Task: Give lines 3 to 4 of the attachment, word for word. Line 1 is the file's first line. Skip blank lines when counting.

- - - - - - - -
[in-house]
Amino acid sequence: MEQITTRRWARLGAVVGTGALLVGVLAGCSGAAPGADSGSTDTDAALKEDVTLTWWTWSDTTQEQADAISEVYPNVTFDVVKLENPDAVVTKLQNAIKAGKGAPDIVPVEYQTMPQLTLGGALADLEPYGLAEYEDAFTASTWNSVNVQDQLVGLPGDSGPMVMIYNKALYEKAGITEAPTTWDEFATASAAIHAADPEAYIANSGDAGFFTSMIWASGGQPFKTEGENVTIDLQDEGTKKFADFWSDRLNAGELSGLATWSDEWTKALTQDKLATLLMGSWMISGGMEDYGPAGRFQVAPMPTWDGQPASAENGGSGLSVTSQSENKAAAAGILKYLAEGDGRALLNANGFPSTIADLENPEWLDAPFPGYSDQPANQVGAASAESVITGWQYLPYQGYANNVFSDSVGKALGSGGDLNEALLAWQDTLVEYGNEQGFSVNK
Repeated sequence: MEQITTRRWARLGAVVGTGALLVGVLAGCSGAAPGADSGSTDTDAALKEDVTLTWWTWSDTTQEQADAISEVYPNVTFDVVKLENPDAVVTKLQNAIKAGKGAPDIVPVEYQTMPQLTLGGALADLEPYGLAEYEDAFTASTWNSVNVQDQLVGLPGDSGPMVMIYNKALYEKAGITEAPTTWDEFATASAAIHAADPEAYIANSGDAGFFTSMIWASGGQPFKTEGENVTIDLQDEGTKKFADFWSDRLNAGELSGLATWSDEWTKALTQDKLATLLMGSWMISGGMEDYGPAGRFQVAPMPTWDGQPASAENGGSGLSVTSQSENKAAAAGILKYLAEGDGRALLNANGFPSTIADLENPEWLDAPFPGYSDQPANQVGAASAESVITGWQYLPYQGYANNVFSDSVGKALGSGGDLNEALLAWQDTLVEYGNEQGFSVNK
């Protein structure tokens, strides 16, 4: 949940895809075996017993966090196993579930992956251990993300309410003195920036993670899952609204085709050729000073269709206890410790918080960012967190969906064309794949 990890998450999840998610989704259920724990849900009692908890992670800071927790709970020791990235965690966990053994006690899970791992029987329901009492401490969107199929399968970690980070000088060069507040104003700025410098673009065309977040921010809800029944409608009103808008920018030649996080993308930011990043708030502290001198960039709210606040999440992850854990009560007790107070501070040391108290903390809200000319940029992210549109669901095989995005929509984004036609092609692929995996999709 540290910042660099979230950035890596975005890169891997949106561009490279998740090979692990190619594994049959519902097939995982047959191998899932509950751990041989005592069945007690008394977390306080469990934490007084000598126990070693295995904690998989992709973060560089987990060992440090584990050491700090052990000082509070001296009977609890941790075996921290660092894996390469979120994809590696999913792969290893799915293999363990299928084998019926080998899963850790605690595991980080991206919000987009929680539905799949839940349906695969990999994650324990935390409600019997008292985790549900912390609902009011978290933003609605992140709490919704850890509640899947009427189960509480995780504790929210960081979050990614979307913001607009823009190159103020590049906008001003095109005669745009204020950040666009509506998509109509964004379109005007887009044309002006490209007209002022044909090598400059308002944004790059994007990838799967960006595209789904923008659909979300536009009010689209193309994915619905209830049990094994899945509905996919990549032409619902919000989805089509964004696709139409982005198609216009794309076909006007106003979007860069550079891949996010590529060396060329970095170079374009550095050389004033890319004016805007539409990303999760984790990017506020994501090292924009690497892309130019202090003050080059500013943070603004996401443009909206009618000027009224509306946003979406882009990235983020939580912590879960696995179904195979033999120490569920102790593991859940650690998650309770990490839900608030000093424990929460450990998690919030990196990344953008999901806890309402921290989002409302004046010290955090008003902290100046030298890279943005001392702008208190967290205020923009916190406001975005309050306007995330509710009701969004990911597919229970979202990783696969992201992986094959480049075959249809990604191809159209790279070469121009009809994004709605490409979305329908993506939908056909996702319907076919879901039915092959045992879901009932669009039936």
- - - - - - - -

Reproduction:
Repeated sequence: MEQITTRRWARLGAVVGTGALLVGVLAGCSGAAPGADSGSTDTDAALKEDVTLTWWTWSDTTQEQADAISEVYPNVTFDVVKLENPDAVVTKLQNAIKAGKGAPDIVPVEYQTMPQLTLGGALADLEPYGLAEYEDAFTASTWNSVNVQDQLVGLPGDSGPMVMIYNKALYEKAGITEAPTTWDEFATASAAIHAADPEAYIANSGDAGFFTSMIWASGGQPFKTEGENVTIDLQDEGTKKFADFWSDRLNAGELSGLATWSDEWTKALTQDKLATLLMGSWMISGGMEDYGPAGRFQVAPMPTWDGQPASAENGGSGLSVTSQSENKAAAAGILKYLAEGDGRALLNANGFPSTIADLENPEWLDAPFPGYSDQPANQVGAASAESVITGWQYLPYQGYANNVFSDSVGKALGSGGDLNEALLAWQDTLVEYGNEQGFSVNK
């Protein structure tokens, strides 16, 4: 949940895809075996017993966090196993579930992956251990993300309410003195920036993670899952609204085709050729000073269709206890410790918080960012967190969906064309794949 990890998450999840998610989704259920724990849900009692908890992670800071927790709970020791990235965690966990053994006690899970791992029987329901009492401490969107199929399968970690980070000088060069507040104003700025410098673009065309977040921010809800029944409608009103808008920018030649996080993308930011990043708030502290001198960039709210606040999440992850854990009560007790107070501070040391108290903390809200000319940029992210549109669901095989995005929509984004036609092609692929995996999709 540290910042660099979230950035890596975005890169891997949106561009490279998740090979692990190619594994049959519902097939995982047959191998899932509950751990041989005592069945007690008394977390306080469990934490007084000598126990070693295995904690998989992709973060560089987990060992440090584990050491700090052990000082509070001296009977609890941790075996921290660092894996390469979120994809590696999913792969290893799915293999363990299928084998019926080998899963850790605690595991980080991206919000987009929680539905799949839940349906695969990999994650324990935390409600019997008292985790549900912390609902009011978290933003609605992140709490919704850890509640899947009427189960509480995780504790929210960081979050990614979307913001607009823009190159103020590049906008001003095109005669745009204020950040666009509506998509109509964004379109005007887009044309002006490209007209002022044909090598400059308002944004790059994007990838799967960006595209789904923008659909979300536009009010689209193309994915619905209830049990094994899945509905996919990549032409619902919000989805089509964004696709139409982005198609216009794309076909006007106003979007860069550079891949996010590529060396060329970095170079374009550095050389004033890319004016805007539409990303999760984790990017506020994501090292924009690497892309130019202090003050080059500013943070603004996401443009909206009618000027009224509306946003979406882009990235983020939580912590879960696995179904195979033999120490569920102790593991859940650690998650309770990490839900608030000093424990929460450990998690919030990196990344953008999901806890309402921290989002409302004046010290955090008003902290100046030298890279943005001392702008208190967290205020923009916190406001975005309050306007995330509710009701969004990911597919229970979202990783696969992201992986094959480049075959249809990604191809159209790279070469121009009809994004709605490409979305329908993506939908056909996702319907076919879901039915092959045992879901009932669009039936």